Long and Farquar Lakes - Excess Nutrients: TMDL project

Long and Farquar Lakes (Apple Valley) are 34 and 67 acres respectively. Both lakes and their watersheds are located within the Vermillion River Watershed Joint Powers Organization in the southern part of the Minneapolis and St. Paul metropolitan area. Long and Farquar Lakes are both shallow lakes with drainage basins that are dominated by low and medium density residential development.

In 2002, the Minnesota Pollution Control Agency (MPCA) listed Long and Farquar Lakes as impaired for aquatic recreation. The main cause for this impairment is excessive nutrients in the lakes. Summer water quality monitoring from 2002 through 2005 shows phosphorus concentrations of 300 mg/L for Long Lake and just over 200 mg/L for Farquar Lake. The phosphorus levels are some of the highest known for Minnesota lakes and significantly exceed the water quality standard of 90 mg/L for shallow lakes in the Western Corn Belt Plains Ecoregion. Algal blooms caused by the excess nutrients now occur throughout much of the summer season and negatively impact recreational use and aesthetic enjoyment.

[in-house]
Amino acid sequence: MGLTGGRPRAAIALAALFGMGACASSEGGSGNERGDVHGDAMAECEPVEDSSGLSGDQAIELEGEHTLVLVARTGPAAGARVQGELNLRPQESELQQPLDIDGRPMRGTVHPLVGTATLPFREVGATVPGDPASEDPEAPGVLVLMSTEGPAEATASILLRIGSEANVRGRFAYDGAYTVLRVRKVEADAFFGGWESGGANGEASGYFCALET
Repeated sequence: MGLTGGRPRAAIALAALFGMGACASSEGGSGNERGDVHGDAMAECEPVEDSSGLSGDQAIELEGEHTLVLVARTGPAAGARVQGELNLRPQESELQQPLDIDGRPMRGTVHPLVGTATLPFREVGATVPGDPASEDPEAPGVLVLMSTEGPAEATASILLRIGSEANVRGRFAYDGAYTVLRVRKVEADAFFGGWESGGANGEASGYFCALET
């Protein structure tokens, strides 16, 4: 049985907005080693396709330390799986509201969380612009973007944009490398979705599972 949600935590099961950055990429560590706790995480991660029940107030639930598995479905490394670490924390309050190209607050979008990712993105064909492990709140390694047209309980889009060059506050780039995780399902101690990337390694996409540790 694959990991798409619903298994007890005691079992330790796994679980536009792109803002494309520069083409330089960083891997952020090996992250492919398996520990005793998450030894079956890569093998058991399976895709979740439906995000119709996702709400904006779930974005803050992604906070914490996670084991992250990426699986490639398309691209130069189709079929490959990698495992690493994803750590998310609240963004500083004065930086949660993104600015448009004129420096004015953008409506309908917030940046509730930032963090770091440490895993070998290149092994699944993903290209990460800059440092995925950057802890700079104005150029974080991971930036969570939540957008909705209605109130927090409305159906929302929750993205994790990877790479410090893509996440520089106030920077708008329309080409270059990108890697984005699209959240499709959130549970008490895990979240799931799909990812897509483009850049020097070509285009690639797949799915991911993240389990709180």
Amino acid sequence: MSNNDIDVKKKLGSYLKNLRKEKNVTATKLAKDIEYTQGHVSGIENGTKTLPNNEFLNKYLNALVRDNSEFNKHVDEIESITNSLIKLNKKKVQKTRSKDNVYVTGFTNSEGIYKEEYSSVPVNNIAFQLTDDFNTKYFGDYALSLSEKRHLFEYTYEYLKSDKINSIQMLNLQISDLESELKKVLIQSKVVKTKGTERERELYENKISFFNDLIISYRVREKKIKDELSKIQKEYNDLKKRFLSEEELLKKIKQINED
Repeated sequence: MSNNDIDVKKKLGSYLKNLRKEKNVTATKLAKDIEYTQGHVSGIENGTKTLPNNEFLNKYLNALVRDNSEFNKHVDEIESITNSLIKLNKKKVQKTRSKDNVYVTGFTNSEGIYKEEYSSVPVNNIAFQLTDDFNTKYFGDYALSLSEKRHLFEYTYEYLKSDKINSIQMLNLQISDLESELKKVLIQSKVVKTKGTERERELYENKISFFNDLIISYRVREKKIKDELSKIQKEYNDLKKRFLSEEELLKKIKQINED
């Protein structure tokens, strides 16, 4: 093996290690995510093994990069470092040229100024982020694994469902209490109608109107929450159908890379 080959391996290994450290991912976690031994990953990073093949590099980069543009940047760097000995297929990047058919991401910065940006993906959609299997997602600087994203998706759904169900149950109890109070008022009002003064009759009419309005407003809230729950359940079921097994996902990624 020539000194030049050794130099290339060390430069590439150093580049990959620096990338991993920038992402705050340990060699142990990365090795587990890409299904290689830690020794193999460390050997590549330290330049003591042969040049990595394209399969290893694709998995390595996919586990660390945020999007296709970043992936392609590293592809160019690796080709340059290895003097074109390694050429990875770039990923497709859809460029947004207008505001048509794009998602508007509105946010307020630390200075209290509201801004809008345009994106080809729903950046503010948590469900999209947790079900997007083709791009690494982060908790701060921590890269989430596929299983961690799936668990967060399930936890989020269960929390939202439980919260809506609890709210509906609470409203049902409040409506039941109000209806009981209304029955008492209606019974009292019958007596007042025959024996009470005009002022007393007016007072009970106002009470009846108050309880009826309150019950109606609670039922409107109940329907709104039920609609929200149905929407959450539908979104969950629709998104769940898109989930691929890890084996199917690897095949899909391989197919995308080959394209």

The Long and Farquar Lakes Nutrient Total Maximum Daily Load (TMDL) report assesses the phosphorus load reductions needed for Long and Farquar Lakes to comply with Minnesota water quality standards. The specific sources of nutrients, target reductions from each source, strategies to achieve the reductions, and the approach to meet the applicable water quality standards for each lake are discussed in the document.

Map and location

Long and Farquar Lakes are located in Apple Valley (southern Twin Cities metro area, Dakota County) Vermillion River subwatershed of the Mississippi River - Lake Pepin watershed in the Lower Mississippi River Basin.

TMDL report and implementation plan

Contact MPCA about this project